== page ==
Suhail al-Jameel, a gay social media star with over 170,000 followers, was arrested in Saudi Arabia for posting a shirtless photo online in which he’s wearing leopard-print shorts.
The 23-year-old posted a statement to his Snapchat on Sunday, explaining that he was first detained and has now been charged with sharing nudity online. With media reports scant, it’s unclear what the actual charge is.
“In 2019, [LGBTQ+ people] are not welcome in Saudi Arabia,” al-Jameel wrote. “You must live in secret and can’t live in peace. You want tourism but you won’t give us freedoms.”
“I take a photo of myself wearing shorts at the beach and I go to jail for wearing shorts,” he continued. “Then the police change my charges to electronic crimes for sharing photos of nudity. How am I nude if I am wearing shorts on a hot beach?”
There’s no word on how long al-Jameel might be held, but he retweeted a comment by a follower who said that he faces three years in jail. His fans have been using the #FreeSuhail hashtag to bring awareness to the incident.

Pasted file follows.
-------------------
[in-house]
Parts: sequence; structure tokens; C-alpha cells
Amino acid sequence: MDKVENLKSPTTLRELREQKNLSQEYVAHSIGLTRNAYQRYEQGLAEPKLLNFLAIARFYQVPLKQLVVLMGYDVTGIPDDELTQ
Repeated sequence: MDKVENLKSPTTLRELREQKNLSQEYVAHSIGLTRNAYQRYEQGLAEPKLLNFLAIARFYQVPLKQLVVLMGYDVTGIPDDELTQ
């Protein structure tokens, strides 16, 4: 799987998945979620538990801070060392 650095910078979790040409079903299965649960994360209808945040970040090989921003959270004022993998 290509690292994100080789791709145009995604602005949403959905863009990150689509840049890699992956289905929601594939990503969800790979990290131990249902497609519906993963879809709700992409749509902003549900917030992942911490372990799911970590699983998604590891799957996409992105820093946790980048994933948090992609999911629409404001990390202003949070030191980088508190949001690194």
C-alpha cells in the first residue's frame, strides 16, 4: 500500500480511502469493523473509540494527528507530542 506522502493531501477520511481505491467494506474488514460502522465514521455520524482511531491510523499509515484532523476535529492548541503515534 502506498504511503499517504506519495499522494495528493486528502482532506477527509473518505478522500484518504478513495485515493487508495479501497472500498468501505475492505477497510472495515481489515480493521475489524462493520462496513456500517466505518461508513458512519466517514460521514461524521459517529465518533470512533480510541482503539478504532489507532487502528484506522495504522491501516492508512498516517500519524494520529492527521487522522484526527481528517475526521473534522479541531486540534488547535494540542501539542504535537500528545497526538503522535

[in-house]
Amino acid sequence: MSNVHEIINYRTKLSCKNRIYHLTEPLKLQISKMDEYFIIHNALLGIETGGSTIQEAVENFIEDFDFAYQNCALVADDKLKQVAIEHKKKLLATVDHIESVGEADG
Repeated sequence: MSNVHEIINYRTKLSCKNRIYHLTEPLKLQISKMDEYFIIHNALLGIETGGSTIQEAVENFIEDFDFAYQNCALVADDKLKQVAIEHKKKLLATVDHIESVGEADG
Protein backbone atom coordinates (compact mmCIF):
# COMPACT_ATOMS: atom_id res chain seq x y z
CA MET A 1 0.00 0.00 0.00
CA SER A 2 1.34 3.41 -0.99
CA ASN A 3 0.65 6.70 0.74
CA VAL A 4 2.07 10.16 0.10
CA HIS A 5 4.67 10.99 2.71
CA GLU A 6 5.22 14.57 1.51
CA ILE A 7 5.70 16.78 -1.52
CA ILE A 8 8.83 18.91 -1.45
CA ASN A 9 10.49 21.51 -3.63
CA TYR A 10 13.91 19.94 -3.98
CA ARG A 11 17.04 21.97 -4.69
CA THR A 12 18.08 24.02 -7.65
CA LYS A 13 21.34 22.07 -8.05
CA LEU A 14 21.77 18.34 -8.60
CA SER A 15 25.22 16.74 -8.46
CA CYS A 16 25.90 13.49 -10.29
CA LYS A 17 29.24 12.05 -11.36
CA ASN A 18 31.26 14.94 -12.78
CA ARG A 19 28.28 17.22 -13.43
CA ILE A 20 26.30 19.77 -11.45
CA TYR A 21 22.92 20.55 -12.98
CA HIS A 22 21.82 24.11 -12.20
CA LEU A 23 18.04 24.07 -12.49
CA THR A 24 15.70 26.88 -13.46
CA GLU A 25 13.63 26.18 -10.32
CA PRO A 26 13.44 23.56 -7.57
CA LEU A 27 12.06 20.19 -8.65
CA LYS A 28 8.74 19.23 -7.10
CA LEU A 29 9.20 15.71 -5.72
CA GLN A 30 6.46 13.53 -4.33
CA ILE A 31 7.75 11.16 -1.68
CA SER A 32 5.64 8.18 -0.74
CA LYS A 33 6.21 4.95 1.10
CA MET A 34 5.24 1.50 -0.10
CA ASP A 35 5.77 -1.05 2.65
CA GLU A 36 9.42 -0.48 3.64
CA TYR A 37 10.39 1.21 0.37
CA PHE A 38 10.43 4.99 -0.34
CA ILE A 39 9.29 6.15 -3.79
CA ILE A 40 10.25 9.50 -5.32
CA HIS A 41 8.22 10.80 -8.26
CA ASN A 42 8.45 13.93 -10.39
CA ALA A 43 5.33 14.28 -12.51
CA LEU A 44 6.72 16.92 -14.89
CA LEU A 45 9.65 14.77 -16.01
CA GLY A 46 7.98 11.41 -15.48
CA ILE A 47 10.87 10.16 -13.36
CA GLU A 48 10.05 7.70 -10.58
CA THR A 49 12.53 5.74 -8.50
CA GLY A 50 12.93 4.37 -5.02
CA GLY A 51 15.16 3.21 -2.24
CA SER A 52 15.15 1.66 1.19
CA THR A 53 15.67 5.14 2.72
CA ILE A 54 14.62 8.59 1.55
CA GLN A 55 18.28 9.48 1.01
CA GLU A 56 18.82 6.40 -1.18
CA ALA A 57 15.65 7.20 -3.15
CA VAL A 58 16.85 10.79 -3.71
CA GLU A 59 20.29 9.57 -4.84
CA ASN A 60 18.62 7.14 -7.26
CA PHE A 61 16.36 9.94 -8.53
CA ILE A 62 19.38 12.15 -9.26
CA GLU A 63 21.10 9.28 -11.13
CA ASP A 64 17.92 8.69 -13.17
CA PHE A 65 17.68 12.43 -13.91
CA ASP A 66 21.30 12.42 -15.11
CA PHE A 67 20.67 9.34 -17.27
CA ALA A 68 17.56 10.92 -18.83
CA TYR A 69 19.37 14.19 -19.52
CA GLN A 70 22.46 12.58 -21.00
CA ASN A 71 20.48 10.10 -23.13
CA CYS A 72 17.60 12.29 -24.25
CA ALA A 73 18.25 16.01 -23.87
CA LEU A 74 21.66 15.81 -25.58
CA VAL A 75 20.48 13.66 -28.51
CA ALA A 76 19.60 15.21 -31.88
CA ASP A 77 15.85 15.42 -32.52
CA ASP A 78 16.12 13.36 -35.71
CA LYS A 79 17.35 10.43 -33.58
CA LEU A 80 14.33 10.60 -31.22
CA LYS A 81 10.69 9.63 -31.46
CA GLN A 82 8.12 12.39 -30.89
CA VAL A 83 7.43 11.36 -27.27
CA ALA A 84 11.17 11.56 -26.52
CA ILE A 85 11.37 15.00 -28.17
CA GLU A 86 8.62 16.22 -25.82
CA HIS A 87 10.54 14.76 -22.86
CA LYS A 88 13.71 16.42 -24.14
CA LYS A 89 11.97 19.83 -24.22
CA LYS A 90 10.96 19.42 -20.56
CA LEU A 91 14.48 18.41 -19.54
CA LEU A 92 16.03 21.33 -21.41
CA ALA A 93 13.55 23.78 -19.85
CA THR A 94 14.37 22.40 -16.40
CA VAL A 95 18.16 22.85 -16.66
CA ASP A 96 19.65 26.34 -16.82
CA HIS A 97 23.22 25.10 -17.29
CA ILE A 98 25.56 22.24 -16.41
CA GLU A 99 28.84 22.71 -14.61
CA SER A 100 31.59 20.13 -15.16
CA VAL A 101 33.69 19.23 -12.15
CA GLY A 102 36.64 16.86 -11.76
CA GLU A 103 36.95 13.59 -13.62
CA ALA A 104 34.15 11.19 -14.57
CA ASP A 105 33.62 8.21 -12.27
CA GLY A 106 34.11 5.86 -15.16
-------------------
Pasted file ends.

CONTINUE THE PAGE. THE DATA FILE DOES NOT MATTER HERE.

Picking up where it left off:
Saudi Arabia has recently begun cracking down on what it views as expressions of Western values, with new regulations that authorities have termed public decency laws. Implemented last month, the new policies are wide-ranging and are targeted at tourists who might run afoul of local customs. They include a ban on public displays of affection, getting drunk on flights into the country, and — yes — wearing shorts.
Public morality laws have also been used to target LGBTQ+ people in countries like Egypt and Palestine. In 2017, Egyptian authorities waged a months-long campaign to crackdown on LGBTQ+ expression after a rainbow Pride flag was waved at a Mash'rou Leila concert, and 57 people were jailed as a result.
Observers held out hope that enforcement of the morality laws was relaxing in Saudi Arabia after a video that went viral earlier this month showed two women swimming in the Red Sea in modern swimsuits and the pair do not seem to have faced arrest as a result. However, al-Jameel’s detention suggests those who run afoul of the new codes will continue to used to face prosecution.
This isn’t al-Jameel's first run-in with the Saudi Arabian authorities — the Middle Eastern news outlet Erem News reported that he’s been targeted by authorities in the past with detentions for unspecified reasons.
Meanwhile, homosexuality is a death penalty offense in Saudi Arabia, which recently executed five men who were “linked to homosexual acts.”